By ARIAN SMEDLEY
The Athens Messenger
CHESTER – In a town where not much has changed over the years, Chester residents will say goodbye today to their faithful and dedicated postmaster of 45 years, Opal Eichinger.
“The post office has been wonderful to me and my family,” Eichinger said. “I hate to leave, but I’m 80 1/2 years old, and I need to get out of here,” she said and gave a hearty laugh.
The Chester Post Office is a small two-room office housed in the Masonic Lodge Building in Chester, a township in Meigs County with a population of approximately 2,332 and home to Ohio’s oldest standing Courthouse.
Eichinger, a native from Sand Ridge, started working as a postmaster replacement at the age of 37 on Aug. 7 1961, where her late husband, Henry, was the postmaster. The replacement is responsible for running the post office when the postmaster is not in. When her husband, at age 57, suddenly died from a heart attack in 1967, she found herself in a stressful situation.
“The day after my husband died, I had to come in and open the office, and it seemed like forever until a replacement came,” she said. “On top of that, I had four children at home to take care of. But the community was really there for me. I’m really thankful for that.”
The devastation of losing her husband and becoming the sole breadwinner for her family was a daunting task at first. But with a supportive community and her strong family, she successfully put all four children through college, a task she attributes to her job at the post office.
Her oldest, Dennis, of Reedsville, is the Meigs High School principal; Charles is a retired educator and lives in Pickerington; Donald, of Vincent, teaches at Warren High School; and the youngest, Laura Jean Horton of Westerville, is a parks and recreation director.
One year after the death of her husband, Eichinger became the acting postmaster and then on April 17, 1971, she was promoted to postmaster, a position she’s held ever since.
“I still have customers and business people that were here when my husband worked here,” she said. “They’ve been with me ever since. I’m so thankful for their service. But really, this is my family, too. This whole community is my family. This has been a wonderful experience.”
Nor could she have carried on without the help of her older sister, Laura May Nice. Her sister helped her through the hard time and helped her clean her house once she developed knee problems.
“I want to thank her for being there and listening to my troubles,” she said. “Sometimes she’d head to my house by taking a back road so I wouldn’t see her. But as soon as I got home, I could smell the furniture polish. She’s 83, but she could outwork you or me.”
Mary Gillian was Eichinger’s postmaster replacement for 19 years before retiring in January of this year. Gillian will be providing cake and punch in the post office lobby today in celebration of Eichinger’s last day.
Eichinger’s retirement for many in this community means more than just a new postmaster. Eichinger has become part of the community’s daily routine. Because the Chester Post Office serves only a small fraction of the total population – just those who live in town – they have no mail carriers. Everyone stops in to get their mail from the post office boxes. Words are always exchanged and always on a first-name basis.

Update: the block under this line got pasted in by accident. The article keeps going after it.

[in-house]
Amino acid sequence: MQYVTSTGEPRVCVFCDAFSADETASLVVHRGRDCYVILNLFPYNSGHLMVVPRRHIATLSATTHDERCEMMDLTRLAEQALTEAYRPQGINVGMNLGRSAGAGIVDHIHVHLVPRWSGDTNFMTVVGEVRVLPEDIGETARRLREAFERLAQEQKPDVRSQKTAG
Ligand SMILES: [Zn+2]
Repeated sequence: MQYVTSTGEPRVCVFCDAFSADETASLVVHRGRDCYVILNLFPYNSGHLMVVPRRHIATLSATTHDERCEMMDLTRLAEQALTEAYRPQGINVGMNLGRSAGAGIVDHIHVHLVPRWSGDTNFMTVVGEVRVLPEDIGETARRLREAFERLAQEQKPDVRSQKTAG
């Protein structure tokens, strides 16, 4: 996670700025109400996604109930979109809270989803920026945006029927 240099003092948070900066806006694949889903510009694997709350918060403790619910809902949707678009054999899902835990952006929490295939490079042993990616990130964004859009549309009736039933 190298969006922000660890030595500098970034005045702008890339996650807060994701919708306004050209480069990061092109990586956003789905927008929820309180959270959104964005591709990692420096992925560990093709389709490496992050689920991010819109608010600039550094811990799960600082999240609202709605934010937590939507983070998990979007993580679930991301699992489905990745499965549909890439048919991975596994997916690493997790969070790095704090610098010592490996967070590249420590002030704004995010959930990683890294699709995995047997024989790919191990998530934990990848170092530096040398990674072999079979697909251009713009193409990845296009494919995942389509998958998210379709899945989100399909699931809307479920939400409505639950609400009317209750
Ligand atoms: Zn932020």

Jim Stewart is the owner of Summer Fields, a restaurant located across the street from the post office and a place Eichinger frequented for lunch. He said he will miss her courteousness and helpfulness.
“She’s a source of information for this community,” he said, “and that’s a pretty important thing for us here in Chester.
“One time I tried to count the number of people who actually live in town, and I came up with about 300, and that’s including the cats and the dogs,” he said and laughed.
“She goes out of her way to help. We’ve always been used to her handling us the mail, but now that’s changed. I’ve been here since ’88, and I just got the combination of my box.”
James Ridenour has worked next door to the post office at Ridenour's Gas for several years. He said he will miss her kind heartedness and her willingness to always lend a helping hand.
“Every morning when I walk into the post office, she always asks how I am doing and about the family,” he said. “She is truly one of the most sincere and devoted people in our community. Being from a small town, there have always been three types of communication: telephone, television and Opal. She always knew what was going on, what events were happening, who was getting married or divorced, who was having a baby, or even who was moving to town, before they even moved. She will be greatly missed in the post office.”
Of her many years at the post office, Eichinger said she will miss the people of Chester and her co-workers the most. But now she will have the free time to visit with her seven grandchildren, attend sporting events, crochet, attend services at the Chester United Methodist Church and sleep in.
“At first, I think it’ll be lonesome a little,” she said, as her eyes began to tear up. “I probably will cry. But, I’ve worked hard, and it’s time to go. I hope people will continue to serve this office as they have served me. We need a post office in this town. They took school out a few years ago.
Once you take the post office and church, there’s nothing left. But Sara is doing a good job, and I hope she continues working here.”
Sara Baringer, 19, is the current postmaster replacement and could become the next postmaster.
“The people here come in and talk to you,” Eichinger added. “Just the other day, one of my long-time customers came in and said to me, ‘The year you took over was the year I was born.’ Well, I never thought about it like that.”
She then grabbed a roll of paper towels from the counter, tore off a sheet and wiped away the tears from behind her glasses.